* Left-Click / Z: Fire Left Ball
     * Right-Click / X: Fire Right Ball

     * Left-Click: Select Target Opponent (Team)
                 : Select Fellow Teammate to Defend (Team)

If you've played ANY of the games in the practice list, you've got the gist of
the game...  The only difference is that you have 2 shooters (which represents
your hands).  The object is to shoot balls into the playfield in order to match
3 or more of the same color (or symbol, for those who are color-blind) to clear
them from the board.

To throw in a competitive twist, your opponent(s) are doing the same.  In order
to help stack the odds in your favor, you try to clear large numbers of balls &
even drop balls from your playfield.  As the battle progresses, the balls in the
playfield will slowly descend towards your shooters.  However, your opponent can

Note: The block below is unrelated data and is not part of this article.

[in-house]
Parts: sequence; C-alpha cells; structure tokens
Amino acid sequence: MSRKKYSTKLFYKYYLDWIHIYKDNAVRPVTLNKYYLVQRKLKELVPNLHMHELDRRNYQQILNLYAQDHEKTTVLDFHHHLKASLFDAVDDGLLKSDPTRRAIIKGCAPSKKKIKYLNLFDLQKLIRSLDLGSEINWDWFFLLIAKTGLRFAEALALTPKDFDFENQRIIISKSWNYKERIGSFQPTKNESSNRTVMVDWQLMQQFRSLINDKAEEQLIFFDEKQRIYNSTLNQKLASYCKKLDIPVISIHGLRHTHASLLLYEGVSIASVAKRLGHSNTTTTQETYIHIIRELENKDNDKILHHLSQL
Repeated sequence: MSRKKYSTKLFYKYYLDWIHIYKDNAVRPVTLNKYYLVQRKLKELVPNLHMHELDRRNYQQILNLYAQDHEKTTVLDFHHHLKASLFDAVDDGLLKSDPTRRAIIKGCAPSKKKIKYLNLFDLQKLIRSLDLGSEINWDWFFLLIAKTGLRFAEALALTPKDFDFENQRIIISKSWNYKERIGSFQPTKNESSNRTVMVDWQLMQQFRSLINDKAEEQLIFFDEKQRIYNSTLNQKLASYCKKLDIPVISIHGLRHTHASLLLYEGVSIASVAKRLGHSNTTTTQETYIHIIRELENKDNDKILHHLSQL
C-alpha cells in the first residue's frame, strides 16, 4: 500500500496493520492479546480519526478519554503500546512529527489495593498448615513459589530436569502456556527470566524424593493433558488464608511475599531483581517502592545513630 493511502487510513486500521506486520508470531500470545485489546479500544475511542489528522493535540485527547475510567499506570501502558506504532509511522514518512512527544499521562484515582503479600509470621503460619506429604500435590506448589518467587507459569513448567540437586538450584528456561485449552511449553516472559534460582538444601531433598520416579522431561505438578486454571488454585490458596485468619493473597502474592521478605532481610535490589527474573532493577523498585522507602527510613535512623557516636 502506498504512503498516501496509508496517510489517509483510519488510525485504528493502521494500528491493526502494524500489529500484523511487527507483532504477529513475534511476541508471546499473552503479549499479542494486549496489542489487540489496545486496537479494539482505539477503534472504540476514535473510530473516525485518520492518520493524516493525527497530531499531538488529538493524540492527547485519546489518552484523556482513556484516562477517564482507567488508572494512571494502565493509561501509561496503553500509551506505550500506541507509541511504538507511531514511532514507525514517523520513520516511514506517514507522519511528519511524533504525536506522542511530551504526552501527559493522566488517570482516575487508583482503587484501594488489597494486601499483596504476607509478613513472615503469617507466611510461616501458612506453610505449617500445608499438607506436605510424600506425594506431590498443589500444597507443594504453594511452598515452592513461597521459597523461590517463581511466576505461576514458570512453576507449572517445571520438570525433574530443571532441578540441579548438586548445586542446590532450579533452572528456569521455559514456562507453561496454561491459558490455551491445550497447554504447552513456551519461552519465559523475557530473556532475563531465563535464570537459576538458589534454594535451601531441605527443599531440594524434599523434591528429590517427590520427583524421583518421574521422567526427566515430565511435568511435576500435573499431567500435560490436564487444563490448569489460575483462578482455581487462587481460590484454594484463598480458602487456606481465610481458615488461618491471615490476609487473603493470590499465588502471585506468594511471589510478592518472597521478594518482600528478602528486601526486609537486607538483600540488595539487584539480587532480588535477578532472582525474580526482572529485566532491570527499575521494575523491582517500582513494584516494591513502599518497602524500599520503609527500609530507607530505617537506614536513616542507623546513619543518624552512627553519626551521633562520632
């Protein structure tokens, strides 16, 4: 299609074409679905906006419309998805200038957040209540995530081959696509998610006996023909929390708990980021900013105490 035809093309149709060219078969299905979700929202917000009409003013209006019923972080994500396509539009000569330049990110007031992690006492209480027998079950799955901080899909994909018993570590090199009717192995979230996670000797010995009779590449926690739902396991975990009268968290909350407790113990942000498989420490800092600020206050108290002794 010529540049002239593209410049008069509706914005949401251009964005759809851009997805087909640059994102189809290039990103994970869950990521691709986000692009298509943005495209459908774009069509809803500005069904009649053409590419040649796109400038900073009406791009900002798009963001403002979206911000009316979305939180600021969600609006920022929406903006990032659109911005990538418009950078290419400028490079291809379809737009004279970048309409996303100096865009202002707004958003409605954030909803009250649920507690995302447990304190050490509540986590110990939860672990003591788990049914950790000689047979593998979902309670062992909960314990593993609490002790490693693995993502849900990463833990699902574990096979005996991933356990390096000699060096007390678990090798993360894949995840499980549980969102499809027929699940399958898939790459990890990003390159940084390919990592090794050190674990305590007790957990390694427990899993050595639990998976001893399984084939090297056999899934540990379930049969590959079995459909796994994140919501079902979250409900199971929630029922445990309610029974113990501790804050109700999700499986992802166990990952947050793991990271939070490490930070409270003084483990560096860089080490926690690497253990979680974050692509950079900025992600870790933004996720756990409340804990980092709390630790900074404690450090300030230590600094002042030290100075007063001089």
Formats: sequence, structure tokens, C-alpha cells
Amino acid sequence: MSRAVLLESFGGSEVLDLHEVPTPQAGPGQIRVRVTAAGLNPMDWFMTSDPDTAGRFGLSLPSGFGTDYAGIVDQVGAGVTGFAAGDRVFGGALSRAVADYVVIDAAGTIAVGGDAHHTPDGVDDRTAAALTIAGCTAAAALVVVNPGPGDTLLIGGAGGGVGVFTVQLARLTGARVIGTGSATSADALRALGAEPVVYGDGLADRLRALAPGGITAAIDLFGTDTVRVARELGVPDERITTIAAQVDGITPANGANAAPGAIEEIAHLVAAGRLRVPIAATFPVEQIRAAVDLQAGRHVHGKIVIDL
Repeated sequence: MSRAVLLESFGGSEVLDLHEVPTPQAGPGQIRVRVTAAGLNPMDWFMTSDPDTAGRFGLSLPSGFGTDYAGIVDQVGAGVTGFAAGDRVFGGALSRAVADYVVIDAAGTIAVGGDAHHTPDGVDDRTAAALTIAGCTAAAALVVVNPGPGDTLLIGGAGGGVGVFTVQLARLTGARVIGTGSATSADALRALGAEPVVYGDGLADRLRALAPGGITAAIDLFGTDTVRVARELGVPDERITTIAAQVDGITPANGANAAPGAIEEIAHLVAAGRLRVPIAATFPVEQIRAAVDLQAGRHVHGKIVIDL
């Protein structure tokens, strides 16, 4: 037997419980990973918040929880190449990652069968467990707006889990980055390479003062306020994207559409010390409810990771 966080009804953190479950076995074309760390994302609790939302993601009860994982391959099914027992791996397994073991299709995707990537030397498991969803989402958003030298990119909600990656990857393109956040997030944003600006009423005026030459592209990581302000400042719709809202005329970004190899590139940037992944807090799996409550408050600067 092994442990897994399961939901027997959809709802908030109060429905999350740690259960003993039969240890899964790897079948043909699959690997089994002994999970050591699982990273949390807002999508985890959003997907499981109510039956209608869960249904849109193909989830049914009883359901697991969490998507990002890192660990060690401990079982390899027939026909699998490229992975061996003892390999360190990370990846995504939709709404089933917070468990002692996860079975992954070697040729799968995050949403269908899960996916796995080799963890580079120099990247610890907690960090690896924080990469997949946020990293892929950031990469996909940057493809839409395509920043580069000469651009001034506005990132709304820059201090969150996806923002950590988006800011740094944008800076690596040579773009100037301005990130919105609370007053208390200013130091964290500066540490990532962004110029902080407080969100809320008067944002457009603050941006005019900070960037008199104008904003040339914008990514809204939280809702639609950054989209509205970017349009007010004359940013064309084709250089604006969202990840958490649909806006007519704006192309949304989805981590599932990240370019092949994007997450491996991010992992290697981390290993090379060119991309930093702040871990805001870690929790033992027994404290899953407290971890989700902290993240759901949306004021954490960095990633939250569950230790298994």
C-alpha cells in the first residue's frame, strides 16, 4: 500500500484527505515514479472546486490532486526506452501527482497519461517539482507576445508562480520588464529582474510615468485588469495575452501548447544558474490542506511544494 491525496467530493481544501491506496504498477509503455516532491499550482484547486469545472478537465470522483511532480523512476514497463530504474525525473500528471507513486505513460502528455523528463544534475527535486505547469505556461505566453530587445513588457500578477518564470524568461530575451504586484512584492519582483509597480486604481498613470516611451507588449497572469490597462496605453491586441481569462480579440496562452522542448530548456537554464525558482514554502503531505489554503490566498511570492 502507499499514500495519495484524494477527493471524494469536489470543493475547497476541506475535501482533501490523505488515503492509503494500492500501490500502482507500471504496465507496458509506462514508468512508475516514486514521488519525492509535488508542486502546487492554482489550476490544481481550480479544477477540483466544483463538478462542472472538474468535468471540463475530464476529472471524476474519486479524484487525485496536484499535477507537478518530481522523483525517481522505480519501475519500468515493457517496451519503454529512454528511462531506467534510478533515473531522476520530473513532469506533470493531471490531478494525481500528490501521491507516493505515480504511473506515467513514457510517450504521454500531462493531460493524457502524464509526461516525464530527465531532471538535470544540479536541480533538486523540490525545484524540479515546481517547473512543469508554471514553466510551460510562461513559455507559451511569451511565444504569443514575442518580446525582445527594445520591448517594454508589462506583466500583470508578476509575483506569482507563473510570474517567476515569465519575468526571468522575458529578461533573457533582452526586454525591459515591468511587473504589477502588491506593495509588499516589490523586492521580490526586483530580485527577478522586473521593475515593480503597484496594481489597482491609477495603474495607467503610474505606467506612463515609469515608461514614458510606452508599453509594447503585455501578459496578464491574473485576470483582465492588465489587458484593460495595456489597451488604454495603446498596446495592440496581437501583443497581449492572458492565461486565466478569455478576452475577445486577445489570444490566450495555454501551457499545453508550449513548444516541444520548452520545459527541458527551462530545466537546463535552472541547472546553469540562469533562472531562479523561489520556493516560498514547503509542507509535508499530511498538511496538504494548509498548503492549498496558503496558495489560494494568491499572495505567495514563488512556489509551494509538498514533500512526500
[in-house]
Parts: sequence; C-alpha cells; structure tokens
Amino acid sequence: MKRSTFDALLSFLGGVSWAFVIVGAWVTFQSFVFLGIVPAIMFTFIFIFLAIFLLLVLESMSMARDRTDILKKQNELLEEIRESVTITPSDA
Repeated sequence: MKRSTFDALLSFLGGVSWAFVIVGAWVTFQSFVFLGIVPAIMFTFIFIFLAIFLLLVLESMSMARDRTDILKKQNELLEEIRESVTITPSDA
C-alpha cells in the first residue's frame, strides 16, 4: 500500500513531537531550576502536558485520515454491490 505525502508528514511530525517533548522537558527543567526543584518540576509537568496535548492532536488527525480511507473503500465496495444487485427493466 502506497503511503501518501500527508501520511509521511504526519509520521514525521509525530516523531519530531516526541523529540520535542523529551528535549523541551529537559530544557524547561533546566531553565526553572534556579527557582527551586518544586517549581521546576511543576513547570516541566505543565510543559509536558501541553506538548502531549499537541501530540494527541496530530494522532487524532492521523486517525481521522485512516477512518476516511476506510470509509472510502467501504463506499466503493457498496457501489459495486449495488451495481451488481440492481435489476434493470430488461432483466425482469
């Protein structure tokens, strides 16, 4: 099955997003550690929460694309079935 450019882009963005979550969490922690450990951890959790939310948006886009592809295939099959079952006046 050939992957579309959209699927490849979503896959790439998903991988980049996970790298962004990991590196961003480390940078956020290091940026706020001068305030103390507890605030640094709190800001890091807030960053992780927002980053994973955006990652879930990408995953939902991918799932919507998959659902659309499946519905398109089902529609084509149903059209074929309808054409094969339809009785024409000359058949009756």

cause number of balls to fly upwards onto the playfield & even jab balls lower
onto the playfield.  The bludgeoning weapon you have (if any) will change the
specific order of the balls that are sent to your opponent.

In short, just try to outlast your opponent(s) while clearing large number of
balls from your playfield.

6.2) Swordfighting
     * Free "Parlor Table" access on Mondays, Thursdays & Saturdays
          on Doubloon Oceans
     * Direct Challenge Requests (Non-Table) Access Available
     * Team Support (Tables / Battles Only)
     * Pirate Battle Game

Similar Games to practice on:
     * Super Puzzle Fighter (Various Platforms)

     * Left / Right: Move Piece
     * Up / Down: Rotate Piece
     * Space: Drop Piece

     * Left-Click on Mouse: Select Target Opponent (Team)

For those who have played Super Puzzle Fighter, you already have the gist of the
game... but I'll state it anyways.  The object of Swordfighting is to knock out
your opponents by filling their playfield so they cannot clear any blocks.  A
2-block puzzle piece will drop from the top of the playfield for you to place